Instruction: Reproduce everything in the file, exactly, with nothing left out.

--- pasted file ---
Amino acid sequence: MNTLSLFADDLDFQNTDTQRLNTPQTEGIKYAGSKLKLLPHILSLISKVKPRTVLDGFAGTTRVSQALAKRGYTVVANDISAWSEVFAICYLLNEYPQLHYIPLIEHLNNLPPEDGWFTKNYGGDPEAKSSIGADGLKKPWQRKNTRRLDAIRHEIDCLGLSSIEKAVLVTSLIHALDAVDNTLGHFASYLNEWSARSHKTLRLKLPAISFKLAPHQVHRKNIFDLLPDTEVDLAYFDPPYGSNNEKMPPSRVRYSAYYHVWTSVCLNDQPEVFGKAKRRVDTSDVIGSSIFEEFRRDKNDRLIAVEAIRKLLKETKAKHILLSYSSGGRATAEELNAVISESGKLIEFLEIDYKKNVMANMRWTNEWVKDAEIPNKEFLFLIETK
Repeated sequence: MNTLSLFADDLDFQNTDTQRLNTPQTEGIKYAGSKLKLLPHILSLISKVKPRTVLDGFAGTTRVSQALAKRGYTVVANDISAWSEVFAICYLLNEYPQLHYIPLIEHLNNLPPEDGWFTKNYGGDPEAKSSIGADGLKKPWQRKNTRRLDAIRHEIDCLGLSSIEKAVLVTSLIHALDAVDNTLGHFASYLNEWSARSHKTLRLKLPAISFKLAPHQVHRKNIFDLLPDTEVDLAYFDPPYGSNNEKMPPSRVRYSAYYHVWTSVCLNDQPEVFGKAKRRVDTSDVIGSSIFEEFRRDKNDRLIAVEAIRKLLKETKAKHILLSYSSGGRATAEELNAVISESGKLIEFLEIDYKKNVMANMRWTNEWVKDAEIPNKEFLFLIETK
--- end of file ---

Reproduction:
Amino acid sequence: MNTLSLFADDLDFQNTDTQRLNTPQTEGIKYAGSKLKLLPHILSLISKVKPRTVLDGFAGTTRVSQALAKRGYTVVANDISAWSEVFAICYLLNEYPQLHYIPLIEHLNNLPPEDGWFTKNYGGDPEAKSSIGADGLKKPWQRKNTRRLDAIRHEIDCLGLSSIEKAVLVTSLIHALDAVDNTLGHFASYLNEWSARSHKTLRLKLPAISFKLAPHQVHRKNIFDLLPDTEVDLAYFDPPYGSNNEKMPPSRVRYSAYYHVWTSVCLNDQPEVFGKAKRRVDTSDVIGSSIFEEFRRDKNDRLIAVEAIRKLLKETKAKHILLSYSSGGRATAEELNAVISESGKLIEFLEIDYKKNVMANMRWTNEWVKDAEIPNKEFLFLIETK
Repeated sequence: MNTLSLFADDLDFQNTDTQRLNTPQTEGIKYAGSKLKLLPHILSLISKVKPRTVLDGFAGTTRVSQALAKRGYTVVANDISAWSEVFAICYLLNEYPQLHYIPLIEHLNNLPPEDGWFTKNYGGDPEAKSSIGADGLKKPWQRKNTRRLDAIRHEIDCLGLSSIEKAVLVTSLIHALDAVDNTLGHFASYLNEWSARSHKTLRLKLPAISFKLAPHQVHRKNIFDLLPDTEVDLAYFDPPYGSNNEKMPPSRVRYSAYYHVWTSVCLNDQPEVFGKAKRRVDTSDVIGSSIFEEFRRDKNDRLIAVEAIRKLLKETKAKHILLSYSSGGRATAEELNAVISESGKLIEFLEIDYKKNVMANMRWTNEWVKDAEIPNKEFLFLIETK